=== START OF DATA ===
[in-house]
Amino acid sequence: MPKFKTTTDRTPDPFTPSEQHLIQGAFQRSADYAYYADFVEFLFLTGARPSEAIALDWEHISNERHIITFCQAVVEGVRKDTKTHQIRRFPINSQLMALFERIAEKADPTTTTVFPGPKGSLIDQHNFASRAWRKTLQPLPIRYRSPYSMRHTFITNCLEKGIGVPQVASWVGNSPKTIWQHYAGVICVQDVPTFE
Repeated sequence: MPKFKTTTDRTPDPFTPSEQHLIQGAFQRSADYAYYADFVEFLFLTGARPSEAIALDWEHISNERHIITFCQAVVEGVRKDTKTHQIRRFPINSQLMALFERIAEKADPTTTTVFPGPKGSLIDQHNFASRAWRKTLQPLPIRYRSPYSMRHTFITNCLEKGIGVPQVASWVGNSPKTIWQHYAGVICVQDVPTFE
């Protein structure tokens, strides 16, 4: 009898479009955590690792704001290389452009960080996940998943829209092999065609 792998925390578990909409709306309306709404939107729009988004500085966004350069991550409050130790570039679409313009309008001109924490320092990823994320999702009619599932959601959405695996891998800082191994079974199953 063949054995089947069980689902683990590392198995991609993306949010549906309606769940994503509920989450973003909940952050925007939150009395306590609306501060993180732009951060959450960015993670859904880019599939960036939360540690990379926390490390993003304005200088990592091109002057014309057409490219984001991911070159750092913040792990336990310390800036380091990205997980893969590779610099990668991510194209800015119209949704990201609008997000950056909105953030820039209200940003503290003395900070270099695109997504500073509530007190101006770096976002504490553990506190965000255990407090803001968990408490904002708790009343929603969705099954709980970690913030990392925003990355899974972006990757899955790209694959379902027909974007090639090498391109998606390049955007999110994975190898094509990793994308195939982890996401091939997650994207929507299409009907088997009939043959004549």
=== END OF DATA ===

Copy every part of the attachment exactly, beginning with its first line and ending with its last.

[in-house]
Amino acid sequence: MPKFKTTTDRTPDPFTPSEQHLIQGAFQRSADYAYYADFVEFLFLTGARPSEAIALDWEHISNERHIITFCQAVVEGVRKDTKTHQIRRFPINSQLMALFERIAEKADPTTTTVFPGPKGSLIDQHNFASRAWRKTLQPLPIRYRSPYSMRHTFITNCLEKGIGVPQVASWVGNSPKTIWQHYAGVICVQDVPTFE
Repeated sequence: MPKFKTTTDRTPDPFTPSEQHLIQGAFQRSADYAYYADFVEFLFLTGARPSEAIALDWEHISNERHIITFCQAVVEGVRKDTKTHQIRRFPINSQLMALFERIAEKADPTTTTVFPGPKGSLIDQHNFASRAWRKTLQPLPIRYRSPYSMRHTFITNCLEKGIGVPQVASWVGNSPKTIWQHYAGVICVQDVPTFE
């Protein structure tokens, strides 16, 4: 009898479009955590690792704001290389452009960080996940998943829209092999065609 792998925390578990909409709306309306709404939107729009988004500085966004350069991550409050130790570039679409313009309008001109924490320092990823994320999702009619599932959601959405695996891998800082191994079974199953 063949054995089947069980689902683990590392198995991609993306949010549906309606769940994503509920989450973003909940952050925007939150009395306590609306501060993180732009951060959450960015993670859904880019599939960036939360540690990379926390490390993003304005200088990592091109002057014309057409490219984001991911070159750092913040792990336990310390800036380091990205997980893969590779610099990668991510194209800015119209949704990201609008997000950056909105953030820039209200940003503290003395900070270099695109997504500073509530007190101006770096976002504490553990506190965000255990407090803001968990408490904002708790009343929603969705099954709980970690913030990392925003990355899974972006990757899955790209694959379902027909974007090639090498391109998606390049955007999110994975190898094509990793994308195939982890996401091939997650994207929507299409009907088997009939043959004549």